Buffy the Patriarchy Slayer

 Ashtyn Britt
Writer
abritt@lc.edu

It is very rare to find a show that you can watch over and over without ever growing bored. Certain shows manage to connect us on a deep level with their philosophy, plot, and characters. While other shows will come and go that you’ll enjoy, there’s always one that you will be able to go back to, because it helped form a major part of who you are.

For me, that show is Buffy the Vampire Slayer. Since I was literally an infant when my father would rock me to sleep while Buffy played in the background, this show taught me how to be a strong woman

I’ve started rewatching the show again, and while certain details didn’t age well since its original run-through, it still rings pretty true for a lot of the philosophy it presents. Buffy is a show about not shying away from emotions, but how to deal with them and even be empowered by them.

It’s always amazing to see Buffy grow into a strong woman, always fighting not only demons, but the real-life counterparts they represent. This includes the Watcher’s Council who try to control her the way they have every other slayer in history before her, always acting an entire ocean away rather than ever being directly involved.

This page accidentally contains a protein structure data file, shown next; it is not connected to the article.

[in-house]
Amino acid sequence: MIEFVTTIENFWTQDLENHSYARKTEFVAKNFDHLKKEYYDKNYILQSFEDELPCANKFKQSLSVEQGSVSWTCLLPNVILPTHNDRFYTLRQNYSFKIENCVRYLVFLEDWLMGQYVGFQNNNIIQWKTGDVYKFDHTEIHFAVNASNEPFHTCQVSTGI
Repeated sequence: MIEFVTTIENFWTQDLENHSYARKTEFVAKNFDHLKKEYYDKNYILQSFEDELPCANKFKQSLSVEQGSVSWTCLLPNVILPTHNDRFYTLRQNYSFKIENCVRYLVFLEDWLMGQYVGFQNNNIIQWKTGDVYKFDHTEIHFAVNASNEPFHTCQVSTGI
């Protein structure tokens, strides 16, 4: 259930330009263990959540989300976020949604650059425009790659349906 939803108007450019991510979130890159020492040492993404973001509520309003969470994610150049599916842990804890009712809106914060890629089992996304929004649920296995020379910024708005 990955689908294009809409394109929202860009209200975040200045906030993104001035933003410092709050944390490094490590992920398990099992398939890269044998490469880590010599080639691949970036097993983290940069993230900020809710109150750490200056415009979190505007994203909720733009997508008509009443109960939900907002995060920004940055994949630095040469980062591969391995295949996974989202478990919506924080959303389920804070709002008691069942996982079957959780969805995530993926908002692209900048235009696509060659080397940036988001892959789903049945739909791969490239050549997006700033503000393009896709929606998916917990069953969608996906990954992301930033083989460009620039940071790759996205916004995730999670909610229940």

When they show up to try to tell Buffy how to behave, she dismisses them and tells them she is the one with the power, not them. She makes it clear that despite the group of old men attempting to use her as their weapon, that she knows they need her more than she needs them.

The show emphasizes women’s power many times, using the slayer power as a representation of this, and show both the good and bad results that can come from having that power depending on how it’s used.

They also represent this through Buffy’s relationships, making a point of her more often saving her boyfriends, not the other way around. In fact, in some cases, she’s had to stand up to the men in her life to do the right thing. The characters are real, flawed, relatable, and very funny. The show also focuses a lot on inner strength and growing up, and coming to terms with making what sometimes feels like impossible choices for anyone to make.

For anyone who feels like they need a strong feminist show with a fascinating plot and has a deep love of symbolism, I can’t emphasize how much I want to introduce you to Buffy. At any point in life, this is a great show to enjoy and use to help you feel every emotion you can think of, as well as poke your brain with new philosophical ideas you may not have had before.

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